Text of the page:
“Most of the people who place advert in newspapers are from public sector organisations unlike the developed countries where the economy is robust enough to support independence. In entrepreneurial nations like the US, UK and other European countries, the private sector in those countries are strong enough to support independence of the media by advertising in any medium they like. But here, it is not like that. There is so much poverty in the system to the extent that most media organizations cannot even pay salaries for a very long time and it will be very difficult for organisations that cannot pay salaries to practice robust journalism. Good journalism matters but we do not have capacity to practice good journalism because of poor capitalization and this is one of the constraints that we face.”

For Gbenga Adefaye, General Manager/Editor-in-Chief, Vanguard Newspapers, the daily challenge of competition, producing news does not give time for medium and long term planning, which is what the Act is all about. FOI is something you should use methodically in a way to make impact. You need time to really focus on your target to write about that. To summarise, there is a twin problem of capacity issues, knowing what to ask for and I as an editor to really engage — so it’s a two-way thing.”

Adefaye highlights what it requires to bring about the effective implementation of the FOI: “I think the Nigerian Guild of Editors (NGE), Newspaper Proprietors Association of Nigeria (NPAN), Nigeria Union of Journalists (NUJ) can come together and say, on the Magu issue for instance, we can ask the CBN to disclose how much Magu has remitted in the last five years and if they decline, we could go to court to compel, that can help but I think it is more impactful when there is collaboration. So there is need for synergy among NUJ, NGE, NPAN because at the end of the day, you cannot talk about good governance without talking about FOI.”

The Managing Director (MD)/Editor-in-Chief (E-in-C) of Nigerian Tribune, Edward Dickson, also feels that the media has not been able to get the kind of benefits that it desired. He says, “For us, at the Tribune House, of course, we had reasons to request for it. But whether at the federal level or at the state level, especially at the state level, our own contention is that in as much as it has become an Act, there should be nothing that will preclude us from using the latitude we have to access information here.” 

He thinks that the Act, for instance in Oyo State, has not been domesticated, to that extent, some of the information that they want to have access to, they may not be able to access.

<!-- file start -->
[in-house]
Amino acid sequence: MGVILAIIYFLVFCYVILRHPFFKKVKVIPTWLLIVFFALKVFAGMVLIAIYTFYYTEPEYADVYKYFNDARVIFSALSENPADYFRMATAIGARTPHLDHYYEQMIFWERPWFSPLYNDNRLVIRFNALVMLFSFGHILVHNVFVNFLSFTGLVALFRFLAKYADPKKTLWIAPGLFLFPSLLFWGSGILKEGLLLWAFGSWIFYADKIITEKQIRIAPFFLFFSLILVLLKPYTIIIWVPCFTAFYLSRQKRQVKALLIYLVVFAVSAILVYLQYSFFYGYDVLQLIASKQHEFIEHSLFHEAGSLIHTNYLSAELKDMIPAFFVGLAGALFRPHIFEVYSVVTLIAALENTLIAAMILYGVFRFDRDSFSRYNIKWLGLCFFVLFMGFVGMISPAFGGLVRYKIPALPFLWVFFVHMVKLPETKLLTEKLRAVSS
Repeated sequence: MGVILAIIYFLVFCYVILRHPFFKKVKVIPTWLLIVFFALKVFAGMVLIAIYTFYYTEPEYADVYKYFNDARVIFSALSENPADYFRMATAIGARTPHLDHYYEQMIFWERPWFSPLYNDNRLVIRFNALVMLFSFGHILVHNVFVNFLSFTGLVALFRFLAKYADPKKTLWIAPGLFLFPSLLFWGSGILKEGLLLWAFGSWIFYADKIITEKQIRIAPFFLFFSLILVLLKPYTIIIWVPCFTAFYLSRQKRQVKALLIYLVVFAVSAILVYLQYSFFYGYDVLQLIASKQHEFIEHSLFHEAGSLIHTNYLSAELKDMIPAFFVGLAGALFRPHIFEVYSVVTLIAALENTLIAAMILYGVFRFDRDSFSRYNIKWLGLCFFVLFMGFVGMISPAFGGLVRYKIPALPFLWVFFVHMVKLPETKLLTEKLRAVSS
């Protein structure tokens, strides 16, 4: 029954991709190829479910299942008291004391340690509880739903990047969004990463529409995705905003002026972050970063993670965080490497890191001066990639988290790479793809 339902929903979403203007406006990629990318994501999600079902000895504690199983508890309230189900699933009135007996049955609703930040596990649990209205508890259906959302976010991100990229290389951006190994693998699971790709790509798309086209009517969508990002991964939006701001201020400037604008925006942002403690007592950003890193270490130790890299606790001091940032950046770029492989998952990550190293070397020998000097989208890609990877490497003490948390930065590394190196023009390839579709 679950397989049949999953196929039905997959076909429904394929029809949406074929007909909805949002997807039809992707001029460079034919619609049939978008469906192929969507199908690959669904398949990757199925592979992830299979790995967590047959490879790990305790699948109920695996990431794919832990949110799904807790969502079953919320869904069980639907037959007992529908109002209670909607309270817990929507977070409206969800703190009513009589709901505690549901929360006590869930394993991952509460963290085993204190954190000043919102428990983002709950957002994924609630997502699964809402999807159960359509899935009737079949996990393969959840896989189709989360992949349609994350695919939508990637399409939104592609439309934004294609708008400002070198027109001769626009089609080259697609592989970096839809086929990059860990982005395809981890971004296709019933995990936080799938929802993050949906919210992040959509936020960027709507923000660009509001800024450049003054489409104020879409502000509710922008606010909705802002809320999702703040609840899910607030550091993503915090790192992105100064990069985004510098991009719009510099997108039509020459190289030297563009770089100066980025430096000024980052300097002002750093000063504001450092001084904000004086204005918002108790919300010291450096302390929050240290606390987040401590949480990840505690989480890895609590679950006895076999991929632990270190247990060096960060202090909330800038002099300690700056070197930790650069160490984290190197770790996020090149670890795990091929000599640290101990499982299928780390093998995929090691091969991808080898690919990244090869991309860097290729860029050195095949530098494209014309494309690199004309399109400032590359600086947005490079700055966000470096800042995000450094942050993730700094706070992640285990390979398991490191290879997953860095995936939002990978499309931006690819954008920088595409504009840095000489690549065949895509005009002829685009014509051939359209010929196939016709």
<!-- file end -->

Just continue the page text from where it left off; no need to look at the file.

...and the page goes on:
“So, much of what we have been able to do so far, we’ve been able to use our own ingenuity and resourcefulness to get information.  But quite so often, such information when we publish them, they are fraught with litigation.  No wonder that in two or three instances we ended up in the law court, defending ourselves against what is purportedly called libelous publication,” Dickson says.  

He continues, “Aside from that, we also have situations where people will begin to intimidate you and begin to threaten that should you publish such information, you risk being taken to court. Or they begin to use people in critical places to mount pressure on you not to publish. You find subtle or direct threat in some situations. When they know that you are pursuing a particular type of story, the next thing you get is a letter from a lawyer purporting to be acting on behalf of somebody you are investigating and threatening you that, should you still go ahead with whatever investigation you are working on, that you risk litigation.  So, at the end of the day, you’re faced with either going ahead or backing off.” 

Dickson is bothered that in some of these situations, those people that would have given information, when the chips are down, they won’t be able to come out to defend the information they had given. “We had such situation like that when we got stories from our sources and those stories ended up being litigated. When you ask to come and give you more information or to come and defend the information, they will shy away from that.  Of course, you’re left in the lurch. 
Tackling some of the issues arising from this boils down to leadership, the Tribune Newspaper boss says. “If leadership is right, then everything will fall in place. So, it is the leadership that dictates what exactly we operate. If the leadership is not right and the leadership pays lip service to democracy, of course, there is no much we can do.”

He adds, “If the leadership is right, everything will fall in place. Until we get it right in this country, the media will continue to be in the trenches. It has always been like that. I’m sure that the media is used to fighting from the trenches and I don’t see the journalists in this part of the world being weary. So, like the Latin maxim, ‘Aluta Continua’.” 

Hajia Zainab Okina, Editor-in-Chief, Blueprint, is also of the opinion that the FOIA has not been fully explored to the maximum by most media outfits.

While saying that the media houses ought to be extra nosy in the course of carrying out investigative assignments, Okina notes the system is still suspicious of the media ferreting for information for the public consumption. “There is the need for attitudinal change on the part of information givers at all levels of government,”she admits